Information from generic HRQoL measures for children and adolescents are useful in identifying subgroups of children and adolescents at risk of health problems [1, 7, 10]. HRQoL assessments incorporate not only the impacts of disease and treatment on physical functions, but also their effects on lifestyle and emotional well-being. HRQoL deals with the impact of functional impairment on all aspects of life, including the ability of children to go to school or play, and also the emotional effects of any such functional impairment. A previous study [11] showed that perceived health, school connectedness, health promotion, bullying, visits to school nurse, and age significantly predicted 44% of the variation in HRQoL among girls. Higher family wealth was found to be positively associated with greater physical well-being [10, 12]. These associations, detectable as early as at age 8 [12], might have implications for children’s physical and mental health in adolescence or early adulthood. Gender differences in HRQoL and health perceptions, including health symptoms, have been observed in previous studies of general child populations [3, 4, 7, 911, 1315]. Most studies report that boys and girls have similar HRQoL at young ages. However, gender differences are observable in adolescence, where there is a more pronounced decline in HRQoL among girls [7, 10, 15], on both mental and physical dimensions [10]. Similar developmental trajectories have been observed for related measures of health perceptions, such as self-rated health and general well-being [3, 4]. However, most of the previous studies of HRQoL that have included health symptoms have been directed at particular patient groups; for example a recent study reports that children with average or severe mental-health problems have lower psychosocial and physical HRQoL scores than children in general [16]. Less is known about various psychosomatic health symptoms in general populations, and their associations with HRQoL. It is therefore of interest further to investigate whether also common psychosomatic symptoms, such as sleep problems, concentration difficulties and milder depressive symptoms, are associated with various HRQoL dimensions, at different ages and between the genders.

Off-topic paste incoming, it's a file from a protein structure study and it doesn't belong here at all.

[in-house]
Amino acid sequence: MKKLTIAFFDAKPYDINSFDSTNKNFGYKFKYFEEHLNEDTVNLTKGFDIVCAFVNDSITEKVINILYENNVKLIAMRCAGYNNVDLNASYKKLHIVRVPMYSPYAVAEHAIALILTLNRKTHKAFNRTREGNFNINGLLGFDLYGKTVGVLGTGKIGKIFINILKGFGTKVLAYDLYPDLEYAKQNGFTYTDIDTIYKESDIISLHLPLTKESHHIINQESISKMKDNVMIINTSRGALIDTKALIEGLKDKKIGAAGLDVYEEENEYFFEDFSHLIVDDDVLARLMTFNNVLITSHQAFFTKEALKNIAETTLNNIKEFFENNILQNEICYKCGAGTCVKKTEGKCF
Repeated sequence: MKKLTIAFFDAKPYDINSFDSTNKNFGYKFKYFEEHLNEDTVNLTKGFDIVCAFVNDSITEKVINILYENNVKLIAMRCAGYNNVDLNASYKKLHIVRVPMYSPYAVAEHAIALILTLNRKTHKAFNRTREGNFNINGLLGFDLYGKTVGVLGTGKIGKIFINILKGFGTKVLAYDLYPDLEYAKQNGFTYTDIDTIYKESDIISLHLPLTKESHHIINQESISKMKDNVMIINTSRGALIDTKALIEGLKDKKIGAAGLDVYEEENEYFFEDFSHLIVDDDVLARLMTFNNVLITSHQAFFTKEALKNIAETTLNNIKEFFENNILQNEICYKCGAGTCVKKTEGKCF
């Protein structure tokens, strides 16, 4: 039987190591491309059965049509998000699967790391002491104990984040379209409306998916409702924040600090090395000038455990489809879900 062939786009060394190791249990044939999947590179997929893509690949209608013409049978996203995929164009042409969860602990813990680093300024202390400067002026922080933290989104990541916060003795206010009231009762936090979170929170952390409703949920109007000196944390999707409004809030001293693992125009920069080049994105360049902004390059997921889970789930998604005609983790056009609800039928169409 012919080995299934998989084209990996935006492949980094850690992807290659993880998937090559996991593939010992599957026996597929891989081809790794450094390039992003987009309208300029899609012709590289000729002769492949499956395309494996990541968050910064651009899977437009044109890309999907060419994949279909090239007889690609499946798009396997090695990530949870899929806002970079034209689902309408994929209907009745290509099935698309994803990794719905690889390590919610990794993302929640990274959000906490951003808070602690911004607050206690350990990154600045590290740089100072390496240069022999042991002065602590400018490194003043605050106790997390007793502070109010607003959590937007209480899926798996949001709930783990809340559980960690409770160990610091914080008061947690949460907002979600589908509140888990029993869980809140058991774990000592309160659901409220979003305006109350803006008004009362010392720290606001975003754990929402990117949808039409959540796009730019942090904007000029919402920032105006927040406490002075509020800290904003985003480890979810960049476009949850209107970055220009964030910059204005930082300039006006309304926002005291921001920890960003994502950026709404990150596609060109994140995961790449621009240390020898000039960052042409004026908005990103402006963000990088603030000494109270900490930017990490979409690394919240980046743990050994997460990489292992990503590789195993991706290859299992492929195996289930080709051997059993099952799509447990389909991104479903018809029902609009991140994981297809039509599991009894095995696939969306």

The aims of the present study are to investigate whether there are differences in HRQoL between girls and boys, and between children in two age groups (11–12 and 15–16 years), and also whether there are any interaction effects of gender and age group on different dimensions of HRQoL. Further aims were to study how much of children’s HRQoL can be explained by psychosomatic health symptoms, and to investigate whether the same set of symptoms can explain the differences found in HRQoL between girls and boys, and between younger and older school children. In line with previous findings [7, 9, 10, 15], we expected to find gender and age-group differences in HRQoL.